Digital Zoom Versus Optical Zoom
Many digital cameras offer both digital and optical zoom. These two
often confuse the average camera buyer, until you know what you’re
Optical zoom works much like the zoom lens on a 35 mm film camera. It
changes the length of your camera’s lens and draws the subject close
r to you. The optical zoom keeps the quality of the picture. Digital
zoom works differently. It simply takes the picture and crops it the
n enlarges the part that is left. It causes the quality of the photo
to be reduced, sometimes greatly.
What this means in terms of output is you may have a larger view of an
object with the digital zoom, but chances are your image will become
unfocused. Details will become lost. It is actually best to turn off
the digital zoom feature of your camera if possible. This will preve
nt you automatically zooming in too close as the digital zoom is often
an extension of the optical.
There are a couple of things you can do if you want a closer view of a s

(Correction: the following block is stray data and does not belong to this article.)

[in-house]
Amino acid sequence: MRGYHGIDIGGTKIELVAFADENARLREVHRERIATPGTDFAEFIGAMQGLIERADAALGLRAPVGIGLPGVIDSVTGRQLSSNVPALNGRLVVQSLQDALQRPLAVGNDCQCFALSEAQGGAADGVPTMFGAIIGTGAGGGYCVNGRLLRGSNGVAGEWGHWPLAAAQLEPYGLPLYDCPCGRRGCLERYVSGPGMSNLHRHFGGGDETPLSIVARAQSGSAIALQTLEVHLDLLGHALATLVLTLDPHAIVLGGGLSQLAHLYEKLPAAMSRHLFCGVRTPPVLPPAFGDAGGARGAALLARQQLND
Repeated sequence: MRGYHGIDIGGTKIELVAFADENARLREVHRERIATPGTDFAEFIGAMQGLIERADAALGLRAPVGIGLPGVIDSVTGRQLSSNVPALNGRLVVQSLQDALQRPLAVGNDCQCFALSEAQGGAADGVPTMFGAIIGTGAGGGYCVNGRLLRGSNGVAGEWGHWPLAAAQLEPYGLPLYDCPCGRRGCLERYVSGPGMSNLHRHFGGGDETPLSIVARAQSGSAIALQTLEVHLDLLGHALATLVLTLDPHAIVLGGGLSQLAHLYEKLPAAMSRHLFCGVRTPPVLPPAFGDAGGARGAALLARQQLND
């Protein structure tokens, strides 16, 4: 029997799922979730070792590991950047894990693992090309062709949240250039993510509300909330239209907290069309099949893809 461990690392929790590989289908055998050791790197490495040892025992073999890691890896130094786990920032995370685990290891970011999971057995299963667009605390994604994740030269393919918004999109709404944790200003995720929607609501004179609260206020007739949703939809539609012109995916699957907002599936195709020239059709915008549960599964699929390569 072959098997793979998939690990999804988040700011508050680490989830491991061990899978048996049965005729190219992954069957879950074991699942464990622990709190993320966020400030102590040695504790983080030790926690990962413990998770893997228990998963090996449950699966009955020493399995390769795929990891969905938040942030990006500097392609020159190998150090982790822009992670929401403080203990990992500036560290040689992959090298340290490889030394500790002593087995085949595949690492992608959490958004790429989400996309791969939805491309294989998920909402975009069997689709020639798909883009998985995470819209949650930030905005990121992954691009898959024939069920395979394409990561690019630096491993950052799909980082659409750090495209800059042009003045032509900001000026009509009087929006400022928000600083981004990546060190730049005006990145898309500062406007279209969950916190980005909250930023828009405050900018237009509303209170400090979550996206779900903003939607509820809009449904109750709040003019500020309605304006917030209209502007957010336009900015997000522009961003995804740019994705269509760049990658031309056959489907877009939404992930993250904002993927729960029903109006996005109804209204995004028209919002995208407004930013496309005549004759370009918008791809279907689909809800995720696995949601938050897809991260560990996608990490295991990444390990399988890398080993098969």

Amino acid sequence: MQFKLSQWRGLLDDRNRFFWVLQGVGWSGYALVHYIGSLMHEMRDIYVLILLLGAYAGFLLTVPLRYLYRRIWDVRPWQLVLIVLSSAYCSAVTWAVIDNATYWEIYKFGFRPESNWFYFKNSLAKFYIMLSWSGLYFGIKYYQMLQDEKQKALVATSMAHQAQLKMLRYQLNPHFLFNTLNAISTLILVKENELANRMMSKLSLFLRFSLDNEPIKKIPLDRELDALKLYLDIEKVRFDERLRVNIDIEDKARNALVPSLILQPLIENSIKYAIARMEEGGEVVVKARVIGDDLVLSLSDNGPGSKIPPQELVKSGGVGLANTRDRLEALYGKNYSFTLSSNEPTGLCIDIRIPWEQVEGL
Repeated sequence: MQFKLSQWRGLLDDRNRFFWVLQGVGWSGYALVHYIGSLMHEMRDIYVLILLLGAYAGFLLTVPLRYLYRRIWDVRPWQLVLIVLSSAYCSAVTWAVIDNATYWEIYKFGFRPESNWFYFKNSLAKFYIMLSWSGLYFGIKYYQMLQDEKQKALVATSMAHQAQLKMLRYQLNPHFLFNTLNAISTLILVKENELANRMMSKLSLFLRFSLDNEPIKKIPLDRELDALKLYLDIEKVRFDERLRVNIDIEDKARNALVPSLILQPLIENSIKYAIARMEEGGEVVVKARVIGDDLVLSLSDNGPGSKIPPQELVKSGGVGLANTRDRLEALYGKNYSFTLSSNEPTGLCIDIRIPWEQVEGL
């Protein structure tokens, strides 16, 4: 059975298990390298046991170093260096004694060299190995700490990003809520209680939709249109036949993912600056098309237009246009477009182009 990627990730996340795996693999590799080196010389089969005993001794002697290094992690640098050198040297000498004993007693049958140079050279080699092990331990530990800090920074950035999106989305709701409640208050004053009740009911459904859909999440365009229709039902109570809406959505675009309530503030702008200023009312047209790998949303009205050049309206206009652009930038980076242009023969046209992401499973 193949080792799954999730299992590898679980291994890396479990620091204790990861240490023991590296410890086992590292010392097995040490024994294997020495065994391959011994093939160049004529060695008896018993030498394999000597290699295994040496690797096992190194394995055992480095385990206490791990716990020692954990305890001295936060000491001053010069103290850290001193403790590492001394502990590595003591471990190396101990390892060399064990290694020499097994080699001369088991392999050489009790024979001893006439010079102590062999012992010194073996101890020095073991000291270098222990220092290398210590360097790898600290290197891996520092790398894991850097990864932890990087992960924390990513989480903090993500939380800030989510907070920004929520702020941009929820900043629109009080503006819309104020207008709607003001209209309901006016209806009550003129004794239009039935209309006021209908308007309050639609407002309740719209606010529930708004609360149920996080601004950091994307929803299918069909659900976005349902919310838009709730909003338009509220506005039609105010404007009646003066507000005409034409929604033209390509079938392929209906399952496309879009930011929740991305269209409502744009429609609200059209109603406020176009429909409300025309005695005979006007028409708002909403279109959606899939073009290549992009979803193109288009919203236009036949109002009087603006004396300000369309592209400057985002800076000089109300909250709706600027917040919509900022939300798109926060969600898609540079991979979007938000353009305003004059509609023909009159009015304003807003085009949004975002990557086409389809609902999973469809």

ubject but want the quality of your picture to still be good. Try movin
g in closer when you take the picture. Often only a foot or two will do
the trick. If this isn’t possible, you can set your camera to take a p
icture at its highest file size. This will result in a photo that can b
e cropped to include only your desired subject, yet allow for an image t
hat is still clear.
Digital zoom has its place. It can be used if the only destiny of you
r photo is the internet. Photos online can be a much lower quality in
the camera and still appear acceptable when sent through e-mail or po
sted on a web gallery. If your goal is printing, however, seek a came
ra that has a greater optical zoom and turn off the digital zoom. You
r pictures will be better in the end, even if they are not as close up.
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